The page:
Westerns have largely disappeared because the Wild West disappeared: the West because the expansion finally reached the Pacific, the “Wild” because the process or modernization and urbanization had become complete by the middle of the twentieth century. In addition, the myth of the frontier, as noted earlier, has been relentlessly critiqued: its shadow side, its exceptionalist imperialism, its sexism, its treatment of Indigenous peoples have all ensured that the only Westerns produced these days are deeply revisionist, like The Power of the Dog. What has replaced the Western is the crime story in all its forms: the hard-boiled detective novel and film, film noir, the spy story and thriller, the gangster novel, including stories and films about organized crime, like The Godfather. The myth of the Western frontier was a source of idealism and hopefulness for generations of Americans. Its decline, combined with the problems of modernized, urbanized life, produced a deep disillusionment, especially in men. “The social setting of both gangster melodrama and hard-boiled detective story,” Cawelti says, “was the corrupt and violent American city ruled by a hidden alliance of rich and respectable businessmen, politicians, and criminals” (61). The hard-boiled detective in a novel of the 30’s or the 40’s by Dashiell Hammett or Raymond Chandler, finds as he uncovers the motivation of a crime that his real antagonist is not one bad man but an entire hidden network of corruption so extensive that it comes close to seeming the real form of society itself. If this sounds like QAnon or paranoid fantasies of a “deep state,” that is exactly the point. Cawelti’s analysis of crime novels, itself now fifty years old, examining formulas that go back by now almost a century, reveals that what has seemed in the last half dozen years a sudden, inexplicable eruption of irrationality, of paranoia fascinated by violence, has actually been building for a very long time.
Cawelti’s primary example of this paranoia is not the literate and sophisticated Hammett or Chandler but rather the crude and psychotically violent Mickey Spillane, for a while in the position that Stephen King is more or less in now, of being the best-selling writer in the world, but for much more dubious reasons. All Spillane’s novels have revenge plots. The first and most famous is called I, the Jury (1947), but Spillane’s “hero,” Mike Hammer, is in fact judge, jury, and, most especially, executioner. His equivalent in high culture is Travis Bickle in Martin Scorsese’s Taxi Driver. I always remember the image of Bickle exercising furiously in order to get in shape before he goes out to shoot down some of the scum of the earth, a John Wayne Western playing on the TV behind him.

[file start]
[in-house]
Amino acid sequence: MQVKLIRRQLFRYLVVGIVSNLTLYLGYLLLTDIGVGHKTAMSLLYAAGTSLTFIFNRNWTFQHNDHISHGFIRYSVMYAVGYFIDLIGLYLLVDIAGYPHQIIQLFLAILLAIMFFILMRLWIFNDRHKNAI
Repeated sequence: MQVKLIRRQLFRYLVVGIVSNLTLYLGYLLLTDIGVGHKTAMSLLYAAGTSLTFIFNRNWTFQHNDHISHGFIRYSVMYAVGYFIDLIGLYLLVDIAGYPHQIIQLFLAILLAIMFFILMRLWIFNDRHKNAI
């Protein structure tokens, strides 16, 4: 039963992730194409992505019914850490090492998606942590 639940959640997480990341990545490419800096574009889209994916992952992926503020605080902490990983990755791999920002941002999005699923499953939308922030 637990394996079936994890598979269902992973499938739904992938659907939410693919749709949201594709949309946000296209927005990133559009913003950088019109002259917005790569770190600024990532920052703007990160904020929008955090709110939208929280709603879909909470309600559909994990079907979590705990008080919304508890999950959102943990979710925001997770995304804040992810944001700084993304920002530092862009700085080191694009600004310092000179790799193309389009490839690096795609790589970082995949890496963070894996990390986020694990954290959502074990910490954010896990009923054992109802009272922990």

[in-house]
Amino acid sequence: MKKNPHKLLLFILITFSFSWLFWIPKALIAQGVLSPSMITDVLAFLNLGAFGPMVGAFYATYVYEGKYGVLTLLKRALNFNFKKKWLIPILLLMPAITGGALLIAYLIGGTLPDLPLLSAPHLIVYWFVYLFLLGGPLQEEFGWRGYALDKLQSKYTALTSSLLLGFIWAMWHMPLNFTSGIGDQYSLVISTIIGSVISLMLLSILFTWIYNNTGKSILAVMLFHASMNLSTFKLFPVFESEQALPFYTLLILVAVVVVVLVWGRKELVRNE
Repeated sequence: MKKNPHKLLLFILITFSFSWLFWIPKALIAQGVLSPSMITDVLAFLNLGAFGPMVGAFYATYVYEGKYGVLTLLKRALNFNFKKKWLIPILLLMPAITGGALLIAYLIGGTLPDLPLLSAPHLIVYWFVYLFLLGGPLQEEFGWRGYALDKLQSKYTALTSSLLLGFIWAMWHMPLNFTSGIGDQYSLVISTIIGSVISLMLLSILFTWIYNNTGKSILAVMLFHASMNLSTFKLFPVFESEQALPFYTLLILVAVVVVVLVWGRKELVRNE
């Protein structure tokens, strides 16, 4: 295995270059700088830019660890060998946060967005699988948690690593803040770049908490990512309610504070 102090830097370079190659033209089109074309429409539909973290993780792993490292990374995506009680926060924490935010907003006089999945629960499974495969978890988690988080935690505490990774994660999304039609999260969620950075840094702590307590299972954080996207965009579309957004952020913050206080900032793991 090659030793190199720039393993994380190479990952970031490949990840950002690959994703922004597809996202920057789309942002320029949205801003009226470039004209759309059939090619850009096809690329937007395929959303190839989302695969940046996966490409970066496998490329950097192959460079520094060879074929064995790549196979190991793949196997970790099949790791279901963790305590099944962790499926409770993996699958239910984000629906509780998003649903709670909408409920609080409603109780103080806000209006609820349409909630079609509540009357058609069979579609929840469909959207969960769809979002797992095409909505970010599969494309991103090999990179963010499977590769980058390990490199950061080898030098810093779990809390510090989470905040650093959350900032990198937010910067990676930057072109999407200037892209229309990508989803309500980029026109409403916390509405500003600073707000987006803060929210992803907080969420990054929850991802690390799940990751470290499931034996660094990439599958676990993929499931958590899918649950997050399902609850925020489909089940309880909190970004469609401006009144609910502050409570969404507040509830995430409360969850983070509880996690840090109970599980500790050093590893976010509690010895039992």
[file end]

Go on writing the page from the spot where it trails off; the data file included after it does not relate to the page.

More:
The following description of Spillane is so uncannily prophetic of our own time that it is chilling:
Spillane also brings to this formula something of the fervor and passion of the popular evangelical religious tradition that has been such a dominant element in the culture of lower-middle- and lower-class America. It is certainly no accident that this tradition also exemplifies many of Spillane’s primary social hostilities: rural suspicion of urban sophistication; nativist hatred or racial and ethnic minorities; the ambiguous hostility toward women of those anxious of their status and concerned about the erosion of masculine dominance. But, above all, it is the similar intensity of passion, growing out of a bitter, overpowering hatred of the world as a sinful and corrupt place that unites Spillane with the popular evangelical tradition. (190)
The only thing that Cawelti gets wrong about Spillane is what he calls “the fact that he is a prophet of the past, that his vision of the brutal redeemer Mike Hammer is the agonized final outcry of the evangelistic subculture of a rural America about to be swallowed up in the pluralistic, cosmopolitan world of the cities” (190-91). Unfortunately, this sounds like something that could have been said by a complacent member of the Democratic National Committee on the eve of the 2016 presidential election. Instead, Spillane has been a prophet in the traditional direction after all, a John the Baptist who foresees the coming of a Messiah to summon up a mob to storm the Capitol, hang all the traitorous elite, and make America great again.
Despite its misleading title, Adventure, Mystery, and Romance contains no discussion of romance in its narrower definition as a form of category fiction. The Western and the crime novel have a largely male audience and revolve around masculine obsessions, but the category romance is intended for women. The formula women’s romance is a love story whose plot is a woman’s search for the ideal man, defined as one who is sexually exciting and yet also sensitive—at least eventually, though he may have to be tamed a little—highly intelligent, and, last but not least, rich. In the masculine world of the Western and crime novel, women are helpless pawns in a boy game of violence. They exist to be rescued or to sit and keep the home fires burning while the men go off and do what a man’s gotta do. A woman who does not play this role is a dangerous temptress.